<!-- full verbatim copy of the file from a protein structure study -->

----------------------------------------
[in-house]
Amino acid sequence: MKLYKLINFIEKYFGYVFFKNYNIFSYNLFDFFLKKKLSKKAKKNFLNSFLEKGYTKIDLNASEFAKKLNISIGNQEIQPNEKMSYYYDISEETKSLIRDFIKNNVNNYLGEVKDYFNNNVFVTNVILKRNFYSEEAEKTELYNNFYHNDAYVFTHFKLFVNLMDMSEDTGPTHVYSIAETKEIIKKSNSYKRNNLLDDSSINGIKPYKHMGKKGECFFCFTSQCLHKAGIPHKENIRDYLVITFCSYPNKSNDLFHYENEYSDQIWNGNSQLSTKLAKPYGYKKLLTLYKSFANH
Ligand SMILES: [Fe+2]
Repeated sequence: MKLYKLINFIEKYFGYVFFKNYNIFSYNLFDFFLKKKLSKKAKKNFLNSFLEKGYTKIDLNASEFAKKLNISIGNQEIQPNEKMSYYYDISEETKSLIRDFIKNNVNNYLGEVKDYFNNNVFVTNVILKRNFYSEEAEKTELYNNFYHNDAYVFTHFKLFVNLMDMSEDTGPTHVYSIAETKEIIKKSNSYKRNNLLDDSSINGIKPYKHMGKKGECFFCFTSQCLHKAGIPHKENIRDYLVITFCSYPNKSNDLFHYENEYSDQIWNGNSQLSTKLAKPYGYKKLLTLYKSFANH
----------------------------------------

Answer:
[in-house]
Amino acid sequence: MKLYKLINFIEKYFGYVFFKNYNIFSYNLFDFFLKKKLSKKAKKNFLNSFLEKGYTKIDLNASEFAKKLNISIGNQEIQPNEKMSYYYDISEETKSLIRDFIKNNVNNYLGEVKDYFNNNVFVTNVILKRNFYSEEAEKTELYNNFYHNDAYVFTHFKLFVNLMDMSEDTGPTHVYSIAETKEIIKKSNSYKRNNLLDDSSINGIKPYKHMGKKGECFFCFTSQCLHKAGIPHKENIRDYLVITFCSYPNKSNDLFHYENEYSDQIWNGNSQLSTKLAKPYGYKKLLTLYKSFANH
Ligand SMILES: [Fe+2]
Repeated sequence: MKLYKLINFIEKYFGYVFFKNYNIFSYNLFDFFLKKKLSKKAKKNFLNSFLEKGYTKIDLNASEFAKKLNISIGNQEIQPNEKMSYYYDISEETKSLIRDFIKNNVNNYLGEVKDYFNNNVFVTNVILKRNFYSEEAEKTELYNNFYHNDAYVFTHFKLFVNLMDMSEDTGPTHVYSIAETKEIIKKSNSYKRNNLLDDSSINGIKPYKHMGKKGECFFCFTSQCLHKAGIPHKENIRDYLVITFCSYPNKSNDLFHYENEYSDQIWNGNSQLSTKLAKPYGYKKLLTLYKSFANH